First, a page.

All of these wheels would be preferable in my eye's to a factory set and they all do the wheel thing slightly differently. They will also perform better in more ways than just having lower weight than the askiums but that does not mean you should ditch your current wheels. So long as they are round and straight and stay that way then your Askium's are still doing there job of being wheels.

    The velocity A23 on Miche hubs or the H + son archetype on DA hubs would suit the vast majority of riders and cover two ends of the budget spectrum.

    In all cases wheel stiffness can be improved by sing thicker gauge Sapim Race spokes or ACI Alpina DB spokes with a weight plenety of course.
    http://www.thecycleclinic.co.uk -wheel building and other stuff.
  • jordan_217jordan_217 Posts: 2,580
    smidsy wrote:
    Mavic Ksyrium Elite S - 1520g - £450ish - No
    Shimano RS80 - 1520g - less than £350 - Hell No
    Fulcrum Racing 3 - 1555g - £400 - Err, No
    Wheelsmith Race23 - ~1440g - £450 - Not too bad actually
    :D


    You've ridden all of these then?
    “Training is like fighting with a gorilla. You don’t stop when you’re tired. You stop when the gorilla is tired.”
  • smidsysmidsy Posts: 5,273
    jordan_217 wrote:
    smidsy wrote:
    Mavic Ksyrium Elite S - 1520g - £450ish - No
    Shimano RS80 - 1520g - less than £350 - Hell No
    Fulcrum Racing 3 - 1555g - £400 - Err, No
    Wheelsmith Race23 - ~1440g - £450 - Not too bad actually
    :D


    You've ridden all of these then?

    Ride them, why would I want to do that :D
    Yellow is the new Black.
  • petemadocpetemadoc Posts: 2,667
    Tyres tubes and wheels are the obvious choice. Everyone has their favourites.

    I'd go for veloflex master tyres, latex tubes and ksryium elite or hand built wheels
  • jordan_217jordan_217 Posts: 2,580
    smidsy wrote:
    jordan_217 wrote:
    smidsy wrote:
    Mavic Ksyrium Elite S - 1520g - £450ish - No
    Shimano RS80 - 1520g - less than £350 - Hell No
    Fulcrum Racing 3 - 1555g - £400 - Err, No
    Wheelsmith Race23 - ~1440g - £450 - Not too bad actually
    :D


    You've ridden all of these then?

    Ride them, why would I want to do that :D

    So you can finally realise that Elites are a pretty nice set of wheels :D
    “Training is like fighting with a gorilla. You don’t stop when you’re tired. You stop when the gorilla is tired.”
  • wow - thanks for the detailed post TheCycleClinic. :)
    Norco Sight C7.2
    Giant Defy 1 Disc
  • smidsysmidsy Posts: 5,273
    jordan_217 wrote:
    So you can finally realise that Elitese r a nice set of wheels :D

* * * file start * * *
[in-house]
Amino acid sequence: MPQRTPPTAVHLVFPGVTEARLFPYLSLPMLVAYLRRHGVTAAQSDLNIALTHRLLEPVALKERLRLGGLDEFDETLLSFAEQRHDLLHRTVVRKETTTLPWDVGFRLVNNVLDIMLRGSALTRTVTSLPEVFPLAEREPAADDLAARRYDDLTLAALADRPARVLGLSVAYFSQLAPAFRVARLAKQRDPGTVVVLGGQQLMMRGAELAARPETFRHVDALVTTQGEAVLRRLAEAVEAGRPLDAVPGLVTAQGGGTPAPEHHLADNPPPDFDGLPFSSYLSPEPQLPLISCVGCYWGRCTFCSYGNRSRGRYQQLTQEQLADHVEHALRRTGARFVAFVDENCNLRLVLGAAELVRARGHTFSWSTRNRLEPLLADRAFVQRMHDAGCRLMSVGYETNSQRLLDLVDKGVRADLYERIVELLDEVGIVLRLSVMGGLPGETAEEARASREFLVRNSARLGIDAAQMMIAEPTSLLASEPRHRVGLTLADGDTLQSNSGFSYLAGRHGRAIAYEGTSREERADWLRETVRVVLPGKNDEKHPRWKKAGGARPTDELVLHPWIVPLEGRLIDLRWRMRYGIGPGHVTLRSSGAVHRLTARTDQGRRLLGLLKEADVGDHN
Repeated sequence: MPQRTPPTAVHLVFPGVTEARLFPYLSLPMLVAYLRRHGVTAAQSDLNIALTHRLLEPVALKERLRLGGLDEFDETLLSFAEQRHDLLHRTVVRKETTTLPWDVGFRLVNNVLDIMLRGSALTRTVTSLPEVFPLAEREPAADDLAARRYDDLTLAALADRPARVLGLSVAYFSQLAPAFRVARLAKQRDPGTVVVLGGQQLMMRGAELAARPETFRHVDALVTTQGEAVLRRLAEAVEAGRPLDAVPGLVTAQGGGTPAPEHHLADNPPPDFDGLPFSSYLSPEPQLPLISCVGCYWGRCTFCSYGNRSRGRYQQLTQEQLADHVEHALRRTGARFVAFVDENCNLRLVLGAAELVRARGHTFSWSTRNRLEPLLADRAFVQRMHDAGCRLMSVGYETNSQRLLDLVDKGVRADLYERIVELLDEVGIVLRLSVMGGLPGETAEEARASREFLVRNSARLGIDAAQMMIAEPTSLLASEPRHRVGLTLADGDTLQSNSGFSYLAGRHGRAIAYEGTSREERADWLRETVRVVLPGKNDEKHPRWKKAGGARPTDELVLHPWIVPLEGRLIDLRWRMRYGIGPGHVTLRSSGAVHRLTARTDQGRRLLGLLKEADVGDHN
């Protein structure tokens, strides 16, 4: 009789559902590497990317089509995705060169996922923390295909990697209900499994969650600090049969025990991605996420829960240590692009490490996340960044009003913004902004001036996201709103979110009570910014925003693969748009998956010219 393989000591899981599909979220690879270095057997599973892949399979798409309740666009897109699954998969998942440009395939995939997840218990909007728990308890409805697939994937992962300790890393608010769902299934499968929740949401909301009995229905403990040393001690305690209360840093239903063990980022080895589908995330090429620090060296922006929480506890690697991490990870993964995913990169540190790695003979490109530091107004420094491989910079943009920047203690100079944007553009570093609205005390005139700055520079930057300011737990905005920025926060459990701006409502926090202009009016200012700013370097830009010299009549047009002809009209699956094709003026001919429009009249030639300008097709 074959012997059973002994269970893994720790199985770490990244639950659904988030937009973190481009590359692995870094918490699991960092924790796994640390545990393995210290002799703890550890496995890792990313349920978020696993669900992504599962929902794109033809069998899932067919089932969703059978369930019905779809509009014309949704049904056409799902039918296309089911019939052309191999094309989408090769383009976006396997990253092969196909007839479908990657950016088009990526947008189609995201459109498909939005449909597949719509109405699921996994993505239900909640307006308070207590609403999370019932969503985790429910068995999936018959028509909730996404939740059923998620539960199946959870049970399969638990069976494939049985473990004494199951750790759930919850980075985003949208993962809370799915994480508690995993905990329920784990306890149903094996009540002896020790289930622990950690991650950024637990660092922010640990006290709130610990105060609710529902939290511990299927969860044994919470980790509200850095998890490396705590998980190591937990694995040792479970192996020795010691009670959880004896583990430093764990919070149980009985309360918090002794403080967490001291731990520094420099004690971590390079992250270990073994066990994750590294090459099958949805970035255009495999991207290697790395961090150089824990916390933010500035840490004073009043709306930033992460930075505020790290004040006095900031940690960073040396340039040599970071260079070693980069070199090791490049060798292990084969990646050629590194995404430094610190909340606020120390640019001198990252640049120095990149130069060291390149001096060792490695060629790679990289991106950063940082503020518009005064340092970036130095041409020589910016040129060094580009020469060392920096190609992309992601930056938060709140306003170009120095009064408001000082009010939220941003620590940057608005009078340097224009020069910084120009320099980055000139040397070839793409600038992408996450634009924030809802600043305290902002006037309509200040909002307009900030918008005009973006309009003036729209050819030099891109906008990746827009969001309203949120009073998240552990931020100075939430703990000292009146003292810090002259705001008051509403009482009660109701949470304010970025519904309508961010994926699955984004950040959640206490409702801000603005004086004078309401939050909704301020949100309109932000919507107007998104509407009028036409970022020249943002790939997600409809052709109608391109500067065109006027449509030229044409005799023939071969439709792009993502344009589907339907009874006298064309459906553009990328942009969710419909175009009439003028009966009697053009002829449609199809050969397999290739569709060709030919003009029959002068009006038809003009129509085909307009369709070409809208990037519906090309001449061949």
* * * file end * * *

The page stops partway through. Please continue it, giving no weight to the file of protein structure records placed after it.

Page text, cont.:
better than the ac 420 aeros u sold me?
    Yellow is the new Black.
  • jordan_217jordan_217 Posts: 2,580
    smidsy wrote:
    jordan_217 wrote:
    So you can finally realise that Elitese r a nice set of wheels :D
    better than the ac 420 aeros u sold me?

    For everyday riding then yes, probably not as capable of helping you hold higher speeds on the flats but that's from recollection. Both nice wheels though. The 420 aeros are proven to be as good as most so called 'aero' wheels that have a 50mm+ rim depth. Just not sure how that translates into real world performance for mere mortals though....

    The 420's are stiffer IIRC.
    “Training is like fighting with a gorilla. You don’t stop when you’re tired. You stop when the gorilla is tired.”
  • smidsysmidsy Posts: 5,273
    jordan_217 wrote:
    just not sure how that translates into real world performance for mere mortals though...
    I do not worry about that 8)
    Yellow is the new Black.
  • mitchgixer6mitchgixer6 Posts: 729
    From my own personal experience. I have a 2008 Synapse and the only things left on that from the day I bought it is the frame and fork! I have upgraded everything else over the course of 4 years, and I must admit it is now a totally different bike. The position I have is now much more aggressive, and I have got the weight down to just under 7.5 Kg.

    The thing I upgraded that made the biggest change to the way the bike feels has to be the wheels/tyres though. I now have a set of Planet X 50mm tubs (that I use for racing) which weight 1400g and they have made the bike noticeably faster. Previously I had the original set of RS10's on, and compared to those it's like a new bike. Admittedly these wheels aren't so much of an every day wheel, but something like the RS80's with an open tubular tyre and latex tubes will get pretty close to the same feel as my tubular wheels with everyday practicality.

    So yeah, if you're spending £400 just now then change the wheels/tyres first, then you can work on the rest of the bike over time.
  • themekonthemekon Posts: 197
    smidsy wrote:
    jordan_217 wrote:
    smidsy wrote:
    Mavic Ksyrium Elite S - 1520g - £450ish - No
    Shimano RS80 - 1520g - less than £350 - Hell No
    Fulcrum Racing 3 - 1555g - £400 - Err, No
    Wheelsmith Race23 - ~1440g - £450 - Not too bad actually
    :D


    You've ridden all of these then?

    Ride them, why would I want to do that :D

    So, not really talking from experience then.
  • essjaydeeessjaydee Posts: 917
    :idea: Use the money for a trip overseas and shed a couple of pounds training for overseas trip.
    You'll get a life experience you will always remember and shed some weight 8)
    Job done :)

    Well, that's what I would do.
  • SpatulalaSpatulala Posts: 291
    This month's Cyclist mag had a look at the cost of minimising weight specific bits on an £1800 Spesh Tarmac. From memory, the cheapest relative to weight saved (£ per gram) was tyres, but that's cheating cos they wear out faster than other bits.

    They reduced the weight by 2.3kg, and I think it only cost somewhere over six grand. Bargain!